* Record gold prices behind sector growth
* Foreigners in theory banned from small-scale mining
* China says sector must be handled by local laws
By Hereward Holland
DIKOTO, Ghana, March 14 (Reuters) - The groan of excavators, abandoned pits filled with stagnant brown water and the local chief’s expensive off-road car hint at the mine tucked away in a bamboo forest in Dikoto, western Ghana.
Its gold rush started well before it was given borders and colonially branded the Gold Coast. But record world bullion prices are luring a fresh wave of fortune-seekers — this time from China.
An increasing number of small mines are owned by Ghanaians on paper but controlled illegally by Chinese entrepreneurs, according to miners, concession-owners and security forces interviewed by Reuters during a trip to Ghana’s mines belt.
Last year, Dikoto’s village chief was brought before the Minerals Commission and warned about hosting illegal Chinese miners. In separate police moves, some 25 Chinese nationals have been arrested this year for illegal mining.
“Once the gold price starts growing, that’s the motivation,” said Daniel Owusu-Koranteng of WACAM, a local advocacy group for mining communities and the environment.
“People will do anything to extract the gold on the blind side of the law in very marginalised areas,” he said.
Remote rural communities have yet to benefit from economic growth in Ghana which, thanks to oil finds, is seen hitting 13 percent in 2011.
Over 100,000 Ghanaians engage in small-scale extraction, known locally as “galamsey”, short for “gather and sell,” many without permits. Their work comprises almost 20 percent of gold output, making Ghana the second largest exporter in Africa.
Foreigners are forbidden from galamsey under the Mining Act which confines them to large-scale open pit mining and which initially meant Chinese outfits restricted themselves to providing ancillary services to the smaller mines.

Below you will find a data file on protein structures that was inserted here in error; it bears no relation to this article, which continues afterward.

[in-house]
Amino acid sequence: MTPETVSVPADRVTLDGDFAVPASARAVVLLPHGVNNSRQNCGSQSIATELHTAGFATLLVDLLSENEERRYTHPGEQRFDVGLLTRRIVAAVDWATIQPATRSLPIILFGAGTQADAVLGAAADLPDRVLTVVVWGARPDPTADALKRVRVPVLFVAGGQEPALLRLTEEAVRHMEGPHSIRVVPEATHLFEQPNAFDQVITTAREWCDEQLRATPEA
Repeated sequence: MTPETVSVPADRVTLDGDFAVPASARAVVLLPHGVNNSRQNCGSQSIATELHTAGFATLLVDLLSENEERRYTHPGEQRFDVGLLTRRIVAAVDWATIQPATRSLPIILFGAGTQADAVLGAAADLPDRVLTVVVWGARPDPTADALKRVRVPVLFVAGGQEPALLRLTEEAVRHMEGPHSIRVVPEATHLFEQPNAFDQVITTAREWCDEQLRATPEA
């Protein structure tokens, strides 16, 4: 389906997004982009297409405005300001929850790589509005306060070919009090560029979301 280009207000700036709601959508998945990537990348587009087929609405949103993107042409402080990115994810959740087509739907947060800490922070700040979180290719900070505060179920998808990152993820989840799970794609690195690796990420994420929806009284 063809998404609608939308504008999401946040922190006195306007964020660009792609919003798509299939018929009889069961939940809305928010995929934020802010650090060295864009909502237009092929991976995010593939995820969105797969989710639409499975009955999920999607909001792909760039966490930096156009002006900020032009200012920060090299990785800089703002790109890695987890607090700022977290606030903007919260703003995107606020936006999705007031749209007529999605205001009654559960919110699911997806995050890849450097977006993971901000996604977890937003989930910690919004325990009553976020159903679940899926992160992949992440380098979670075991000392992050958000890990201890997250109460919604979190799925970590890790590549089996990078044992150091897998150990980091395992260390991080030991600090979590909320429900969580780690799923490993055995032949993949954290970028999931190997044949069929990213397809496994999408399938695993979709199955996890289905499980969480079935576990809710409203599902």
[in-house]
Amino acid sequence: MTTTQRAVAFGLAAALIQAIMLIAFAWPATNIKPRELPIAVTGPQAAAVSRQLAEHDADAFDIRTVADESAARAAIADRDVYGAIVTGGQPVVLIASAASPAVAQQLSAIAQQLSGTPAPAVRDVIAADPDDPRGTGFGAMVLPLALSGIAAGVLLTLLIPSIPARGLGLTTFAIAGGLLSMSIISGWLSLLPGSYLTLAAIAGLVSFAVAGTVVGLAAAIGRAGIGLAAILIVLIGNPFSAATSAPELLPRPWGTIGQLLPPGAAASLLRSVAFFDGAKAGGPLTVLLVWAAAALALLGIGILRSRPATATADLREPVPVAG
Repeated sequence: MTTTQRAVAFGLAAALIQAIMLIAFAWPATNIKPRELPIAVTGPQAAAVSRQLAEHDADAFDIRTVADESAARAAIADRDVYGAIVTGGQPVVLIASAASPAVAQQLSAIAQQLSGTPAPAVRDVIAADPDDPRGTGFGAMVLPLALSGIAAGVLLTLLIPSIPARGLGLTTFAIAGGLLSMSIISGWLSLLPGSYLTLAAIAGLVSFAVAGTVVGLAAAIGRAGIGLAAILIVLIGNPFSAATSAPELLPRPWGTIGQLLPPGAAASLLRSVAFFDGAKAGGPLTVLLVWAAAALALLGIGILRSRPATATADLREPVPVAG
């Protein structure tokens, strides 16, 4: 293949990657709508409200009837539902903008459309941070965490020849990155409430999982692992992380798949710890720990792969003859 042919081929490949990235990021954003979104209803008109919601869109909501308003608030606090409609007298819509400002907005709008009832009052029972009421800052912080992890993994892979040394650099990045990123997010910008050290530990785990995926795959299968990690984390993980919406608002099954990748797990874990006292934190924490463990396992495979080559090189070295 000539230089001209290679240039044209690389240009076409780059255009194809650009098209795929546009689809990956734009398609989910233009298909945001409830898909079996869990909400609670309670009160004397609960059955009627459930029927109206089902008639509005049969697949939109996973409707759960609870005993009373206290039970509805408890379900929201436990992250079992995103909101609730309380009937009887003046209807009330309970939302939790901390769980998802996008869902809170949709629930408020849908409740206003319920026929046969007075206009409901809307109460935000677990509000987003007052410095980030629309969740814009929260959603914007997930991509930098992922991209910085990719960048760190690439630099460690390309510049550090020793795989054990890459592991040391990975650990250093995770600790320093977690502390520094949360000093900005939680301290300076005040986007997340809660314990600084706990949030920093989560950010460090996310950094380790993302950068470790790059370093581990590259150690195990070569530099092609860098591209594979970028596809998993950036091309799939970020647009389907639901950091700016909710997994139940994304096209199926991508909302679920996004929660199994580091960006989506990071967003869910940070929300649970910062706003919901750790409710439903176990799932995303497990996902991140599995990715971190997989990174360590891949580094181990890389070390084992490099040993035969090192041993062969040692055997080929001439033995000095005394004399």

The now-ubiquitous Chinese-made “Chang Fa” crushers and grinders started appearing three years ago, as did “Chinese blankets”, mats which rely on an old technique known as “gravity concentration” to separate minerals and catch gold granules.
But industry experts say the Chinese have gradually pushed further into the industry, providing capital to cash-strapped miners and increasingly purchasing land to extract ore themselves.
Pinning down the exact role of Chinese in the sector is difficult given that some 30,000 nationals now live and work in Ghana, according to immigration data.
A recent WACAM study showed around 120 Chinese were living and working in Dikoto and three surrounding villages — just one of many pockets of activity whose legality is hard to ascertain.
Reuters sought access to the Dikoto mine to verify reports that Chinese are still working there but were prevented from doing so by a representative of the local chief.
One concession-owner familiar with the area estimated that over half of all concessions are now controlled illegally by Chinese businessmen.
“Chinese people have built a network of local people, including leaders of small scale miners, local chiefs and sometimes even security agents to provide them with necessary cover,” Owusu-Koranteng told Reuters.
A common arrangement, the concession-owner said, is for the Chinese operator to pay their local Ghanaian partner an upfront fee of $20,000. The on-paper concession owner then receives a 10 percent cut of output and the local chief getting a slice.
Gold last week hit a record $1,444.40 per ounce on world markets as investors see it as a safe haven amid uncertainty for the global economy, making it a lucrative source of profits.
China, which last year overtook Europe as Africa’s largest trading partner and sees the continent as a vital strategic partner in its quest for resources, insist the problem is one for local authorities to deal with.
“There are many Chinese living overseas so I don’t think I will be capable to know what is happening to each and every Chinese in every corner of the world,” Commerce Minister Chen Deming said during a trip to Ghana this year, arguing that any illegal mining be punished under Ghanaian laws.
Yet local resentment is building, both because of harsh working practices in some of the alleged Chinese-run mines, and because they are seen as less accountable than mining majors who can face penalties if they do not pass environmental tests.
While local galamsey miners also use cyanide and mercury to separate the gold from its ore, the health risk from such methods is seen greater from Chinese mines which tend to operate on a larger scale.
“What the Chinese are doing is destroying our land as well as the rivers,” said local mine operator Kwamena Aikins.
“The disadvantage of the Chinese people engaging in this business outweighs the advantages.”